The architecture, the details, patterns. landscaping, colours, paintings and I could go on. It is a must see. I’ll let the photos speak for itself.
After being awed by the Alcazar we did a night time walk around town. It was even more spectacular.
Next day we headed to the other side of the town, where there were less tourist and not as glamorous but just as interesting. Ate some chestnuts, some ice cream, walked in and out of a few shops and headed to the Bull fighting arena.
The day before it was the ‘final’ bull fight of the season and A was so eager to go. But I am not a fan of bull fights and will not stand and watch people kill animals so we skipped that. But as a peace offering to A we decided to take a tour of the arena. It was interesting. 😉
All this time we were looking for a place to see some flamenco. After all this is Seville. But everything we came across was either expensive or just for tourists. As much as we wanted to see a local performance, with the amount of tourists in the area we realised it was going to be impossible. So while I was browsing online to find some info I came across a blog by some one (sorry I forget your name) talking about a very low key place so we decided that night to go on search of that. So like I have mentioned before, the old town is a tricky place to navigate. But we did well. We got there and it was just a red door with the name Carboneria. We walked in with a bit of suspicion and someone let us in to see the back was a bigger area packed with people but with a dodgy look. 🙂 We got ourselves a drink, found some amazing people, met a friend for life and got a seat to see what this was all about.
It was definitely an interesting night with lots of fun. A good high to end our seville adventures.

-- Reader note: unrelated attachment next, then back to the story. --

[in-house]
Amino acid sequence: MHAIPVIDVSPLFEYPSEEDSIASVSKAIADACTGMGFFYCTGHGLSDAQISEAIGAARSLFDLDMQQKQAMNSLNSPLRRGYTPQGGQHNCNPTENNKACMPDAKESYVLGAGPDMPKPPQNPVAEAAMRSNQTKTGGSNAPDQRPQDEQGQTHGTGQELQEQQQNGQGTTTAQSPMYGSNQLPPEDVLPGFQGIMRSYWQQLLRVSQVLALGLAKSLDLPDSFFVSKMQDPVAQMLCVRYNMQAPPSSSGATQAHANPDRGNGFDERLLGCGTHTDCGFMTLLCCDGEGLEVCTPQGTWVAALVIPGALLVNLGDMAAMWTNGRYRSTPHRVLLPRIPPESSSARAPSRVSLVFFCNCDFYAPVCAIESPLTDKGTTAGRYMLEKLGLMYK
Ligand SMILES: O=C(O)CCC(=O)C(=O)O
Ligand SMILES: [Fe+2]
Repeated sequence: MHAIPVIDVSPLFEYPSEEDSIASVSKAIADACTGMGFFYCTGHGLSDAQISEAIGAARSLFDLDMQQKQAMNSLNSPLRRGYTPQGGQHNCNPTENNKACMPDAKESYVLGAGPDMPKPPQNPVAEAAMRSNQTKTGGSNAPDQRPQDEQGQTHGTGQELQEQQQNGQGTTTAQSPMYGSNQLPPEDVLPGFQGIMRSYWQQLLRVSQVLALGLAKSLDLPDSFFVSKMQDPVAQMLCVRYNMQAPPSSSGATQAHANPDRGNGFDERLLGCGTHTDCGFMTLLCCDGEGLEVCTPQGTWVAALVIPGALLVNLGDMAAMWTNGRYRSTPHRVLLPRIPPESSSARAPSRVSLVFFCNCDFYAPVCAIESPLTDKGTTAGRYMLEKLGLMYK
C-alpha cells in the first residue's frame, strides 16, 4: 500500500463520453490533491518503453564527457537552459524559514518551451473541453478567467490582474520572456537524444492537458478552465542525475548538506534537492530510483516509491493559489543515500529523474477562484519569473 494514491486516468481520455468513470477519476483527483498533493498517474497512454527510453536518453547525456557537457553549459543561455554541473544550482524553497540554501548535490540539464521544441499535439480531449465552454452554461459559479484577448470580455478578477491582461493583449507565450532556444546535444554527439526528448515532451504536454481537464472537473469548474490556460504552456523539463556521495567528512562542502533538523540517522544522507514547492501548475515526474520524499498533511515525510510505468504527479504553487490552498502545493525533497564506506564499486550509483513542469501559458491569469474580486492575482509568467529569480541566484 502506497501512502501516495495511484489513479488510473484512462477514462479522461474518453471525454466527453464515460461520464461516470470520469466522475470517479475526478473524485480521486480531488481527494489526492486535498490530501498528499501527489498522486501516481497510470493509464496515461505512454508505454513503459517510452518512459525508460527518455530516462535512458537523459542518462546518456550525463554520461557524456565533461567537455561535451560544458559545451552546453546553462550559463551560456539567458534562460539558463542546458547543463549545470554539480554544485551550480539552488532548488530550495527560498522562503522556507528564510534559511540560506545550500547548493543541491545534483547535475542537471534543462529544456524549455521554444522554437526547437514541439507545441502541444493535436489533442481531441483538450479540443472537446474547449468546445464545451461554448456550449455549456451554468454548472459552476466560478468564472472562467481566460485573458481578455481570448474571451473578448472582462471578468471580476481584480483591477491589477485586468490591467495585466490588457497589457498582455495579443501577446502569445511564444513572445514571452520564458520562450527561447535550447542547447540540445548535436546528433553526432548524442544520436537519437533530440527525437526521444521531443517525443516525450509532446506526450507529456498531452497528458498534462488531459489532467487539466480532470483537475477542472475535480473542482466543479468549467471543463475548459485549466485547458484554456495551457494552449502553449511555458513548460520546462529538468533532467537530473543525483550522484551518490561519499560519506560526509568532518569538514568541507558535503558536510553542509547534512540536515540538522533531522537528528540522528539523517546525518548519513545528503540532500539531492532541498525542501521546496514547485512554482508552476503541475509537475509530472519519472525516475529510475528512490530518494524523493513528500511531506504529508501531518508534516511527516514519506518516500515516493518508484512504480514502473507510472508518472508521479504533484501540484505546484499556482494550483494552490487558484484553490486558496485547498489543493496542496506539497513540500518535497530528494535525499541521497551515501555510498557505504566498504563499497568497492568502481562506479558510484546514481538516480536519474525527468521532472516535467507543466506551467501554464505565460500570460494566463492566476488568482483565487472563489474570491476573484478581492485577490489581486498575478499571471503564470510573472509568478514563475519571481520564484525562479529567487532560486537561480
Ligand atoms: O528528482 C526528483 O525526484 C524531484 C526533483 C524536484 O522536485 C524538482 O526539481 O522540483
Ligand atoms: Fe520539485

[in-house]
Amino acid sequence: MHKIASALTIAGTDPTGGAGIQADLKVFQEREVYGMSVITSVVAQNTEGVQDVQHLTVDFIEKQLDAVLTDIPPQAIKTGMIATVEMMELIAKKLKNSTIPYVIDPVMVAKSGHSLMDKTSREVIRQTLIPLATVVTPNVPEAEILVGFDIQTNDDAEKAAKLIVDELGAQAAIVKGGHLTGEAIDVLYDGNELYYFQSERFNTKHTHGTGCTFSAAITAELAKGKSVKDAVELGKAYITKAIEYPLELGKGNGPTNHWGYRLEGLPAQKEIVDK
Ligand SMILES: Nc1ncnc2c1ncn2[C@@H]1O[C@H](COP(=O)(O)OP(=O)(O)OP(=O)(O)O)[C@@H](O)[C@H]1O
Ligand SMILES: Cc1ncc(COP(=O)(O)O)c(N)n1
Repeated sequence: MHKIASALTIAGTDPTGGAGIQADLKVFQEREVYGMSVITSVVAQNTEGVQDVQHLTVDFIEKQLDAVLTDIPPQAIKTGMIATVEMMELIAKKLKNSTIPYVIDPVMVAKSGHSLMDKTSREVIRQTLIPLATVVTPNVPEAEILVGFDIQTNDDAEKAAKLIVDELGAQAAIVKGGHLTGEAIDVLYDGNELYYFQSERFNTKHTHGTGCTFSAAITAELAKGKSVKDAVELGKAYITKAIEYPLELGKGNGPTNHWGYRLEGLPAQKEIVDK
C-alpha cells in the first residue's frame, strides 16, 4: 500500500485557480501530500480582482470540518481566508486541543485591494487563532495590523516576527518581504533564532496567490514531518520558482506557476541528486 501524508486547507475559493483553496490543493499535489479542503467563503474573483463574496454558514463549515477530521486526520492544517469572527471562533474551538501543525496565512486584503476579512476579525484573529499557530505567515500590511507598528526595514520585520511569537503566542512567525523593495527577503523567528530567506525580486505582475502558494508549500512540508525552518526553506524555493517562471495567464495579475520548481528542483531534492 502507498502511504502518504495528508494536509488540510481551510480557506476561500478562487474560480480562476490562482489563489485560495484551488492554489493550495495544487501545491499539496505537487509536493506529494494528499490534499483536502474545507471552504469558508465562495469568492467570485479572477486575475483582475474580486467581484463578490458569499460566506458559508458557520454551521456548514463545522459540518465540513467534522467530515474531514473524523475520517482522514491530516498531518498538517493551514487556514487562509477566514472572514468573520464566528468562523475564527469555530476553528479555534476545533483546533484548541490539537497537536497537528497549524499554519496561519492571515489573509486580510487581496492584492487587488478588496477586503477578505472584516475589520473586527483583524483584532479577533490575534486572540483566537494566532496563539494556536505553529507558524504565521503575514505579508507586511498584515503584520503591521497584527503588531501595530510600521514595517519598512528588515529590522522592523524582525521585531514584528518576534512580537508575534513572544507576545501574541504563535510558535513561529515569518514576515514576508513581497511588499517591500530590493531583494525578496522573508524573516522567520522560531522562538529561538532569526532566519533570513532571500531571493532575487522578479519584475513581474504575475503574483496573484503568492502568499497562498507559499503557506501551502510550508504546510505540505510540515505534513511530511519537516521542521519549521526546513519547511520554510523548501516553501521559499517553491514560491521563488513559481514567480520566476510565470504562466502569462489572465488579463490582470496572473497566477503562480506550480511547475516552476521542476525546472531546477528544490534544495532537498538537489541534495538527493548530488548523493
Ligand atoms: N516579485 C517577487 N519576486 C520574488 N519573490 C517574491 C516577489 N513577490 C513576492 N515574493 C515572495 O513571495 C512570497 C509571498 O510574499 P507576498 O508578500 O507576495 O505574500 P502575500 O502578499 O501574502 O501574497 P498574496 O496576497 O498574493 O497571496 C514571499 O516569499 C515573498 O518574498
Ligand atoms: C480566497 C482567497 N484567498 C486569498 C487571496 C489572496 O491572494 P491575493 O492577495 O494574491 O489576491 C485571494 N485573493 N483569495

Barcelona- Gaudi, Gaudi – Barcelona. It’s a thing. What is a visit to Barcelona without trailing all the works of Antonio Gaudi, the famous Catalan Architect? So when in Barcelona, do as the tourist do. So we did, a little bit. I was all excited about this. The crazy architecture, ideas and a pioneer in catalan modernism. His works are talked about all over the world for how quirky and weird it is and now I get to see it. So we dedicated a full day to see his work. His Art.
First was Palau Guell. This kind of work was exactly what he was known for. We didn’t get to go inside because we were short on time and I have a feeling we missed out on something important.
Next was his ‘magnum opus’ The Sagrada Familia. We bought tickets online, a day before and still couldn’t get the ticket to go up to the towers as there were only a few a day and obviously there are much more organised and enthusiastic tourist in the business. So we get there a little earlier than the time slot printed on the ticket and had a look around. The whole area was covered with people. The streets, the park in front and the sagrada site. We could see people queued up a long way to get tickets. We saw the basilica and as usual there were a lot of construction going around it. It wasn’t a pretty site from a distance but we were still eager to go pass the gates. When we finally did, we found our selves in the middle of a sea of tourist groups holding flags, talking on to speakers and walking all around us. So getting a good look at this massive structure in front of us was hard. But when we finally managed, it was weird, wacky and wonderful. Religious stories and sculptures adored the facades. No two were alike. It was quite impressive. The towers stood so far from the ground (duh!)they were hardly visible. We were impressed. To think this up without the present computer softwares and technology was somewhat crazy! And then we went inside.
It felt like a totally different place. It was much smaller than I thought. It was just one huge room where as soon as I entered, I could see the exit. Yes it was awfully tall, yes the ceiling had another wacky design on it, yes the columns were not all the same. But it felt empty, totally a different feel to the craziness outside. The columns were smooth finished! (what?) And for me the best thing about it was the amazing stained glass windows that let the sunlight through and lit the whole place like a rainbow. And that was it, we walked out. I was somewhat disappointed. Felt ripped off to to pay a lot of money for this. I am sure the towers and the view from it must have been good but somehow I felt the inside of it didn’t justified the experience he promised from outside.